In addition, the report considers the I-BEST student experience and presents the results of a cost-benefit analysis of the program. The findings and recommendations highlighted in the report will be of interest to funders, policymakers, and practitioners in other states who are considering transition interventions similar to the I-BEST model.

John Wachen, Davis Jenkins, Clive Belfield, and Michelle Van Noy with Amanda Richards and Kristen Kulongoski
The Community Collge Research Center, Teachers College, Columbia University

This brief offers a two-track approach to ensuring that low-income adults maintain access to, and success in attaining, a secondary credential. First we provide an overview of the GED test and a primer outlining the changes that will be made for 2014 and offer ways states can prepare for them. Next we describe alternatives to attaining a high school equivalency diploma (HSED) that states may want to provide. The HSED overview is based on an analysis done by the Center for Law and Social Policy, with descriptions of secondary equivalency programs that are already in place in some states and are worthy of consideration. The brief then summarizes actions states need to take to ensure that those with the most need and least resources, low-income adults, are not shut out of the education system.

Carol Clymer
The Working Poor Families ProjecT

As a result of new research and promising practice, we have more clarity than ever about how we can fundamentally transform our developmental education system to improve success for all students. To propel the movement forward, this statement offers a set of clear and actionable principles that, although not the final word on dev ed reform, sets a new course that can dramatically improve the postsecondary success of millions of students across the nation. 

To be clear: The principles that guide this statement advocate changing current dev ed systems so that all students, no matter their skill levels or background, have a real opportunity to earn a college credential. Some may see this statement as supporting changes that discourage or divert students from their pursuit of a college credential. Nothing is further from the truth. Rather, we believe the systemic changes we propose, all of which can be found in some colleges and state systems around the country, are much more likely than current practice to provide a clear path that all students can follow to achieve their academic and career goals.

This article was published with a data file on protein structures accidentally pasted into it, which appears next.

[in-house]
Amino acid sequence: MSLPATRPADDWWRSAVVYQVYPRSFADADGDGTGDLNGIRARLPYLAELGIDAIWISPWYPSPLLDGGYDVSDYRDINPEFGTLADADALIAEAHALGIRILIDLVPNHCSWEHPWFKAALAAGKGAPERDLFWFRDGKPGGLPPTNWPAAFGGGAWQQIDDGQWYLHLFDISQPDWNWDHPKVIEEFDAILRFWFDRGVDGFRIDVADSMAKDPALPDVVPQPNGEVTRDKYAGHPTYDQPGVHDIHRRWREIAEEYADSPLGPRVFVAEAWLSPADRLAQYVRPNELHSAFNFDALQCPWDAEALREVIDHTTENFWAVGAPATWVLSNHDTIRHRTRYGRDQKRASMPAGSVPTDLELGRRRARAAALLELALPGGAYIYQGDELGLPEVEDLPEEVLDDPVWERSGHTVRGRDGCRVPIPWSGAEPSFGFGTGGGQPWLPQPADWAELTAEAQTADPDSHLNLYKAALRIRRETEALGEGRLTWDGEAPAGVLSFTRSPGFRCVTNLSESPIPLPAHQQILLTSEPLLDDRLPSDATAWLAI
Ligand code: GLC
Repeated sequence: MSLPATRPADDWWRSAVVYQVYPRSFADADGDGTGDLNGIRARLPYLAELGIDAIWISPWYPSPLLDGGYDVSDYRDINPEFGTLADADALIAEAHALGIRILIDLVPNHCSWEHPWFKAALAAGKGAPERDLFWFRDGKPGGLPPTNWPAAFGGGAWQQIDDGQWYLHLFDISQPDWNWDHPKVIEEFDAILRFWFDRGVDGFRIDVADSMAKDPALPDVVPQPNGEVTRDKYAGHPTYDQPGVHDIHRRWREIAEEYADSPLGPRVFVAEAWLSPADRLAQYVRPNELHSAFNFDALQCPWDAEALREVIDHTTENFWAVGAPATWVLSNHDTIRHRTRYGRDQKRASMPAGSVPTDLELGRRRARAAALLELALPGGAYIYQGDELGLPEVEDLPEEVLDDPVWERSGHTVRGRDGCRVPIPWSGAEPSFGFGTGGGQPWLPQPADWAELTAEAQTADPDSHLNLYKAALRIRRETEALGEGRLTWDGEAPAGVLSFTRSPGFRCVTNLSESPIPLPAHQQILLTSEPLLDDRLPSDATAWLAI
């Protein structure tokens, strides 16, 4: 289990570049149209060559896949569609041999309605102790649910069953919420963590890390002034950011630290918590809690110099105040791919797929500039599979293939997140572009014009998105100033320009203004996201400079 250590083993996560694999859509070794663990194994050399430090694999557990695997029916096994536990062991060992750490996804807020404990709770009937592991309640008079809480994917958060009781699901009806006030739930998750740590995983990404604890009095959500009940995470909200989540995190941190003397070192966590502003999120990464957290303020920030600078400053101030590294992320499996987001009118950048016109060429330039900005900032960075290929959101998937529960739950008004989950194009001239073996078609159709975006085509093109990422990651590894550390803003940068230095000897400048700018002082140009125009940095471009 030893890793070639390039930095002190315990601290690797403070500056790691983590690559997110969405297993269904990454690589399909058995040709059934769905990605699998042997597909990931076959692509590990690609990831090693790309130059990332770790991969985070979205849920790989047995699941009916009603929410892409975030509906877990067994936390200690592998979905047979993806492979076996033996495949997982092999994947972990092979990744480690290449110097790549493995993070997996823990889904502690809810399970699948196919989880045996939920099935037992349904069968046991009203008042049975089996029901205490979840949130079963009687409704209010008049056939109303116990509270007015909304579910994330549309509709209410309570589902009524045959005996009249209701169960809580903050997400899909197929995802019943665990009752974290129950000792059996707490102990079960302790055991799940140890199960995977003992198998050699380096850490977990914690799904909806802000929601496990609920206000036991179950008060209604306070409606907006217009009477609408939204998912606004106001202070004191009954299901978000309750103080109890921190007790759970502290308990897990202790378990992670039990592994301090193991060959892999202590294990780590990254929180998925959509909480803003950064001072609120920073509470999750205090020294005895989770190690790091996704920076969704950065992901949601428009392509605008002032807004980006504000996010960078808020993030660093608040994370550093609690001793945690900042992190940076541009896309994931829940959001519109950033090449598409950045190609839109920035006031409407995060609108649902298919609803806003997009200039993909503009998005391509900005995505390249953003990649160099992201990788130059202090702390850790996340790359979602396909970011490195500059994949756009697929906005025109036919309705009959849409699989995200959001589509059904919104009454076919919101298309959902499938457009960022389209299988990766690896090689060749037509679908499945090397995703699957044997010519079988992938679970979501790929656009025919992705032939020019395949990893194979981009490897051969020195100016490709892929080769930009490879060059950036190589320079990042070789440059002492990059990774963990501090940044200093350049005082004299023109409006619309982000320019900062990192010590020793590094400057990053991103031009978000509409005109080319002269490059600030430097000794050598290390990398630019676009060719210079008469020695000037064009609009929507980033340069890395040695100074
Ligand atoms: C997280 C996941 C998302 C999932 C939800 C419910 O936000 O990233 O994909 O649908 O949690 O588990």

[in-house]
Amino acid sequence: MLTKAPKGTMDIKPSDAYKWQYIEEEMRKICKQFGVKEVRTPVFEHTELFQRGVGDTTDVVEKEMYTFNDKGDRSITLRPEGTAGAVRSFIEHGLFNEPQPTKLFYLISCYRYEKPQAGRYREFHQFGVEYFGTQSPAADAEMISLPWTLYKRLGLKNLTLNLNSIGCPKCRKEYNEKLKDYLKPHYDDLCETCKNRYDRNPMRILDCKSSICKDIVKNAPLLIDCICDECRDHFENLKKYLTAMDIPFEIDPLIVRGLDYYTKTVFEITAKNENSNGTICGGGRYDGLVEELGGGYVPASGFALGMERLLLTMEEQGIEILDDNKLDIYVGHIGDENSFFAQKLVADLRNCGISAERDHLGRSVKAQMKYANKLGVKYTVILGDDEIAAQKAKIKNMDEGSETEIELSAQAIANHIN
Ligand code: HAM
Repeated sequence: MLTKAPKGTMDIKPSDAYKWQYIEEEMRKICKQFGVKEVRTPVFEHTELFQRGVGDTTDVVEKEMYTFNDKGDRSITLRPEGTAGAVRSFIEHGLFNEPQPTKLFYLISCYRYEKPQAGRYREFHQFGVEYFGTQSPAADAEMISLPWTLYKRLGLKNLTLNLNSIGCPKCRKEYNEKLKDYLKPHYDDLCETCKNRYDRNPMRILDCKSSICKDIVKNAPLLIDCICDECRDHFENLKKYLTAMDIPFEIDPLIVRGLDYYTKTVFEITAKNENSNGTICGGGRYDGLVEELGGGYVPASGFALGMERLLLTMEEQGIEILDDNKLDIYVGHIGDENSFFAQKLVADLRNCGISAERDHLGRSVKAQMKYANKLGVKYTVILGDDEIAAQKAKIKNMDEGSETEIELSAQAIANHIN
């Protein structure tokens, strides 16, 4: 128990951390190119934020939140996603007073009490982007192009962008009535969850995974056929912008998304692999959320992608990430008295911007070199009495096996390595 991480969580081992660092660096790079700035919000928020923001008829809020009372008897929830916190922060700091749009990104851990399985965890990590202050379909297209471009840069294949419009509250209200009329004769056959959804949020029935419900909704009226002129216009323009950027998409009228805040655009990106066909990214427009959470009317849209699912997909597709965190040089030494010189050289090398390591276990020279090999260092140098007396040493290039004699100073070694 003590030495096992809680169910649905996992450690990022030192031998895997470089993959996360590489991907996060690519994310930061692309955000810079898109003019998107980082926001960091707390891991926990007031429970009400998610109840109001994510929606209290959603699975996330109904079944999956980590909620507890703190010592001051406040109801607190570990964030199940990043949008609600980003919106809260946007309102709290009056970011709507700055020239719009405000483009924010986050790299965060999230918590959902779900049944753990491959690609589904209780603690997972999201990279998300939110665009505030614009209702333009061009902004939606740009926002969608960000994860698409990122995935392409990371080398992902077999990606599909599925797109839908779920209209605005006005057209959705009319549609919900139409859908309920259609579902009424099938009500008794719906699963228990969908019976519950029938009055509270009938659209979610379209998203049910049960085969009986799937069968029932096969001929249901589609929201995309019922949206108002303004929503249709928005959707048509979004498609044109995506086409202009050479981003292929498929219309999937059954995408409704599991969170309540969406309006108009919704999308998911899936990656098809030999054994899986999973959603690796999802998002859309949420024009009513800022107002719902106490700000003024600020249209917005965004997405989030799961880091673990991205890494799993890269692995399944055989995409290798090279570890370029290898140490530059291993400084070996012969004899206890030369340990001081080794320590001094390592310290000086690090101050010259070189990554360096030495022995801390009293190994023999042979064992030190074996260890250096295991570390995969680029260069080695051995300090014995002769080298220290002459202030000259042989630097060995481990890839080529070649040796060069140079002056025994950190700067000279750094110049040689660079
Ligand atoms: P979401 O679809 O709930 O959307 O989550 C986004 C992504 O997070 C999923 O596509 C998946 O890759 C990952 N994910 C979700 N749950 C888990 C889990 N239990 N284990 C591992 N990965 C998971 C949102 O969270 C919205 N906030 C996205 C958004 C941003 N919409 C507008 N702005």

In the end, the strategies we propose increase overall college completion rates, particularly among students who have traditionally been underserved by our postsecondary institutions.

Charles A. Dana Center, Complete College America, Inc., Education Commission of the States, & Jobs for the Future

The Carl D. Perkins Career and Technical Education Act of 2006 (Perkins IV) calls for states to offer programs of study (POS), which local educational agencies and postsecondary
institutions may adopt as an option for students participating in career and technical education (CTE). Each local recipient of Perkins IV funds must offer at least one
POS that, at a minimum:
• Incorporates and aligns secondary and postsecondary education elements;
• Includes academic and CTE content in a coordinated, non-duplicative progression of courses;
• Offers the opportunity, where appropriate, for secondary students to acquire postsecondary credits; and
• Leads to an industry-recognized credential or certificate at the postsecondary level, or an associate or baccalaureate degree.

The intent of this guidance is to clarify and offer suggested criteria for states to consider as they identify and certify whether a local POS provider is ready and has sufficient capacity
for full POS implementation. Implementation of the intentional POS structure that incorporates the statutory requirements will be confronted with a need to develop
a number of supporting elements. These supporting elements will aid and support POS implementation by addressing the system elements that comprise a fully developed
program of study. A self-assessment of these supporting elements makes up the content contained in this POS readiness and capacity review guide. Each of the elements are addressed individually, but work in concert with each other to help support full implementation of a program of study.

MPR Associates, Inc.
MPR Associates, Inc.

The Adult College Completion Toolkit was developed by the Department of Education’s Office of Vocational and Adult Education (OVAE). OVAE developed the Toolkit to help policymakers at the state and local level implement practical evidence-based solutions that increase the number of graduates who earn high-quality degrees and certificates required to compete for good jobs in the 21st century global economy. College completion is a shared responsibility; this Toolkit also provides resources for adult education administrators, teachers, and students.

The Adult College Completion Tool Kit is designed to connect state administrators and local practitioners to the strategies, resources, and technical assistance tools resulting from the Department’s work. States can use this information to identify and implement state adult education leadership priorities, supported by federal Adult Education and Family Literacy Act (AEFLA) funds, which encourage and support adult learners transitioning to college.

The tool kit focuses on three areas:

  • Access: Academic preparation, financial resources, and other support students need to enroll in postsecondary education programs.
  • Quality: Evidence-based practices used by programs to ensure their services prepare students adequately for postsecondary education.
  • Completion: Administrative policies and programmatic approaches to encourage student persistence in postsecondary education programs.
Michelle Tolbert, MPR Associates, Inc.,
U.S. Department of Education, Office of Vocational and Adult Education